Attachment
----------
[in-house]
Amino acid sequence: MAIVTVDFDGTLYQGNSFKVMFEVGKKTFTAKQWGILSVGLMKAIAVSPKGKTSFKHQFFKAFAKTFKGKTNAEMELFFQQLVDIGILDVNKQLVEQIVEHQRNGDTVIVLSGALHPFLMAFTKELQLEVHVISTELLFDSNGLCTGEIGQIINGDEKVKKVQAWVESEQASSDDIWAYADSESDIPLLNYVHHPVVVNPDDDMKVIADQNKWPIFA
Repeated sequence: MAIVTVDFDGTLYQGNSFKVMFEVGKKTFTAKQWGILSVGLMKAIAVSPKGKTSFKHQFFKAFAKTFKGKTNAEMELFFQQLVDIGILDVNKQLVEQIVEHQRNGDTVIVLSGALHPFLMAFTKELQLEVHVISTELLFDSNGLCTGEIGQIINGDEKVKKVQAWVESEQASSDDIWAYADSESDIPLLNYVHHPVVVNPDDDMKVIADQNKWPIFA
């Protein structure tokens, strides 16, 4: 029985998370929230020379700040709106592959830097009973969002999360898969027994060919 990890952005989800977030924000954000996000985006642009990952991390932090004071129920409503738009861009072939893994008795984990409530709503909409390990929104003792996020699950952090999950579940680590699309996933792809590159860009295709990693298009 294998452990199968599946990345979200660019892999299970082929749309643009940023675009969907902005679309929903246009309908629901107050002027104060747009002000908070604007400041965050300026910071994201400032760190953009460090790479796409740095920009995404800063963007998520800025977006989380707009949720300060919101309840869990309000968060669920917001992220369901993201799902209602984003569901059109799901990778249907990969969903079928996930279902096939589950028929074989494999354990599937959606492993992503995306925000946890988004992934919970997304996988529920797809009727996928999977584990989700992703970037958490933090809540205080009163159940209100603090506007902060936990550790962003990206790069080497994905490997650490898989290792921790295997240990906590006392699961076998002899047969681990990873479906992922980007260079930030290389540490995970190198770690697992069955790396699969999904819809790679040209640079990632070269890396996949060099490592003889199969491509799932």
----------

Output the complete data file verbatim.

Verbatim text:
[in-house]
Amino acid sequence: MAIVTVDFDGTLYQGNSFKVMFEVGKKTFTAKQWGILSVGLMKAIAVSPKGKTSFKHQFFKAFAKTFKGKTNAEMELFFQQLVDIGILDVNKQLVEQIVEHQRNGDTVIVLSGALHPFLMAFTKELQLEVHVISTELLFDSNGLCTGEIGQIINGDEKVKKVQAWVESEQASSDDIWAYADSESDIPLLNYVHHPVVVNPDDDMKVIADQNKWPIFA
Repeated sequence: MAIVTVDFDGTLYQGNSFKVMFEVGKKTFTAKQWGILSVGLMKAIAVSPKGKTSFKHQFFKAFAKTFKGKTNAEMELFFQQLVDIGILDVNKQLVEQIVEHQRNGDTVIVLSGALHPFLMAFTKELQLEVHVISTELLFDSNGLCTGEIGQIINGDEKVKKVQAWVESEQASSDDIWAYADSESDIPLLNYVHHPVVVNPDDDMKVIADQNKWPIFA
């Protein structure tokens, strides 16, 4: 029985998370929230020379700040709106592959830097009973969002999360898969027994060919 990890952005989800977030924000954000996000985006642009990952991390932090004071129920409503738009861009072939893994008795984990409530709503909409390990929104003792996020699950952090999950579940680590699309996933792809590159860009295709990693298009 294998452990199968599946990345979200660019892999299970082929749309643009940023675009969907902005679309929903246009309908629901107050002027104060747009002000908070604007400041965050300026910071994201400032760190953009460090790479796409740095920009995404800063963007998520800025977006989380707009949720300060919101309840869990309000968060669920917001992220369901993201799902209602984003569901059109799901990778249907990969969903079928996930279902096939589950028929074989494999354990599937959606492993992503995306925000946890988004992934919970997304996988529920797809009727996928999977584990989700992703970037958490933090809540205080009163159940209100603090506007902060936990550790962003990206790069080497994905490997650490898989290792921790295997240990906590006392699961076998002899047969681990990873479906992922980007260079930030290389540490995970190198770690697992069955790396699969999904819809790679040209640079990632070269890396996949060099490592003889199969491509799932």